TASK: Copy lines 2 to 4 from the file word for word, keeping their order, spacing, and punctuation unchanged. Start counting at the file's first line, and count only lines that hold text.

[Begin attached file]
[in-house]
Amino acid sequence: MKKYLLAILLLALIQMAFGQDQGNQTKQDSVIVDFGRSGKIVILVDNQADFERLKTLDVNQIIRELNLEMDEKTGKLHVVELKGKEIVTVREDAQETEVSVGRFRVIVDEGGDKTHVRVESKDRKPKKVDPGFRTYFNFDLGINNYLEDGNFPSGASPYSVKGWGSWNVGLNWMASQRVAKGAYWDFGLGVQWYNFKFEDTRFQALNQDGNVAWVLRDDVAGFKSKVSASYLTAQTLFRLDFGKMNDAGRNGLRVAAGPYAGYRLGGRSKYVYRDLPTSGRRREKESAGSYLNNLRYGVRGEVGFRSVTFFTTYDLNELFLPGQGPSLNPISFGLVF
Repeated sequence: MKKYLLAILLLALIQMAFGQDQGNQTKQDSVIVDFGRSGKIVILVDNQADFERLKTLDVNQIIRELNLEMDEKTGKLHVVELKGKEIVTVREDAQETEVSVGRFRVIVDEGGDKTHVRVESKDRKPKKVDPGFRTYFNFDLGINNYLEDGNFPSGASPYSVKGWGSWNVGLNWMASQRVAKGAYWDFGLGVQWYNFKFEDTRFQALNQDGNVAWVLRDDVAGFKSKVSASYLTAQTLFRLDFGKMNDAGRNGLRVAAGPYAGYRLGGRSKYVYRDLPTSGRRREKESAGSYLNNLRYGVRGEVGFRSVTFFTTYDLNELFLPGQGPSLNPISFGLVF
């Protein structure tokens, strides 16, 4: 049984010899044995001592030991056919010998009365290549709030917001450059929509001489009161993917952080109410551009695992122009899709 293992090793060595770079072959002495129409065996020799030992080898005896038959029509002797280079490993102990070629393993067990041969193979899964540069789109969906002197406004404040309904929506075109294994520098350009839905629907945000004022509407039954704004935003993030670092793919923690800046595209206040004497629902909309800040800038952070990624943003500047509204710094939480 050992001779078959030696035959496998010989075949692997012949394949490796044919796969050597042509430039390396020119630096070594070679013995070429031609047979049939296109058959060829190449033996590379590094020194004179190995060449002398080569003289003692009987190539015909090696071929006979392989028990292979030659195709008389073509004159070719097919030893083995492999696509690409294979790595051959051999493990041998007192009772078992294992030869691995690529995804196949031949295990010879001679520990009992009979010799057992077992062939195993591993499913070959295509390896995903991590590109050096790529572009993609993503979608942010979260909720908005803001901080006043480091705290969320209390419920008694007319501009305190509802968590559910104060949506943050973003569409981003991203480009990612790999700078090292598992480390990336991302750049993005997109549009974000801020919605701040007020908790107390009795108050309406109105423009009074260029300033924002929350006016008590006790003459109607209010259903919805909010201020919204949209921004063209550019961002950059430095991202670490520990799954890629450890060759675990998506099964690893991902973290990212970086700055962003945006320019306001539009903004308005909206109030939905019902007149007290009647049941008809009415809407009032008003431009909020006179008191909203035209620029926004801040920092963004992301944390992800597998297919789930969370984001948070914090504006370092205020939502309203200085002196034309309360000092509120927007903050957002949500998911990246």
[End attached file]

Amino acid sequence: MKKYLLAILLLALIQMAFGQDQGNQTKQDSVIVDFGRSGKIVILVDNQADFERLKTLDVNQIIRELNLEMDEKTGKLHVVELKGKEIVTVREDAQETEVSVGRFRVIVDEGGDKTHVRVESKDRKPKKVDPGFRTYFNFDLGINNYLEDGNFPSGASPYSVKGWGSWNVGLNWMASQRVAKGAYWDFGLGVQWYNFKFEDTRFQALNQDGNVAWVLRDDVAGFKSKVSASYLTAQTLFRLDFGKMNDAGRNGLRVAAGPYAGYRLGGRSKYVYRDLPTSGRRREKESAGSYLNNLRYGVRGEVGFRSVTFFTTYDLNELFLPGQGPSLNPISFGLVF
Repeated sequence: MKKYLLAILLLALIQMAFGQDQGNQTKQDSVIVDFGRSGKIVILVDNQADFERLKTLDVNQIIRELNLEMDEKTGKLHVVELKGKEIVTVREDAQETEVSVGRFRVIVDEGGDKTHVRVESKDRKPKKVDPGFRTYFNFDLGINNYLEDGNFPSGASPYSVKGWGSWNVGLNWMASQRVAKGAYWDFGLGVQWYNFKFEDTRFQALNQDGNVAWVLRDDVAGFKSKVSASYLTAQTLFRLDFGKMNDAGRNGLRVAAGPYAGYRLGGRSKYVYRDLPTSGRRREKESAGSYLNNLRYGVRGEVGFRSVTFFTTYDLNELFLPGQGPSLNPISFGLVF
């Protein structure tokens, strides 16, 4: 049984010899044995001592030991056919010998009365290549709030917001450059929509001489009161993917952080109410551009695992122009899709 293992090793060595770079072959002495129409065996020799030992080898005896038959029509002797280079490993102990070629393993067990041969193979899964540069789109969906002197406004404040309904929506075109294994520098350009839905629907945000004022509407039954704004935003993030670092793919923690800046595209206040004497629902909309800040800038952070990624943003500047509204710094939480 050992001779078959030696035959496998010989075949692997012949394949490796044919796969050597042509430039390396020119630096070594070679013995070429031609047979049939296109058959060829190449033996590379590094020194004179190995060449002398080569003289003692009987190539015909090696071929006979392989028990292979030659195709008389073509004159070719097919030893083995492999696509690409294979790595051959051999493990041998007192009772078992294992030869691995690529995804196949031949295990010879001679520990009992009979010799057992077992062939195993591993499913070959295509390896995903991590590109050096790529572009993609993503979608942010979260909720908005803001901080006043480091705290969320209390419920008694007319501009305190509802968590559910104060949506943050973003569409981003991203480009990612790999700078090292598992480390990336991302750049993005997109549009974000801020919605701040007020908790107390009795108050309406109105423009009074260029300033924002929350006016008590006790003459109607209010259903919805909010201020919204949209921004063209550019961002950059430095991202670490520990799954890629450890060759675990998506099964690893991902973290990212970086700055962003945006320019306001539009903004308005909206109030939905019902007149007290009647049941008809009415809407009032008003431009909020006179008191909203035209620029926004801040920092963004992301944390992800597998297919789930969370984001948070914090504006370092205020939502309203200085002196034309309360000092509120927007903050957002949500998911990246």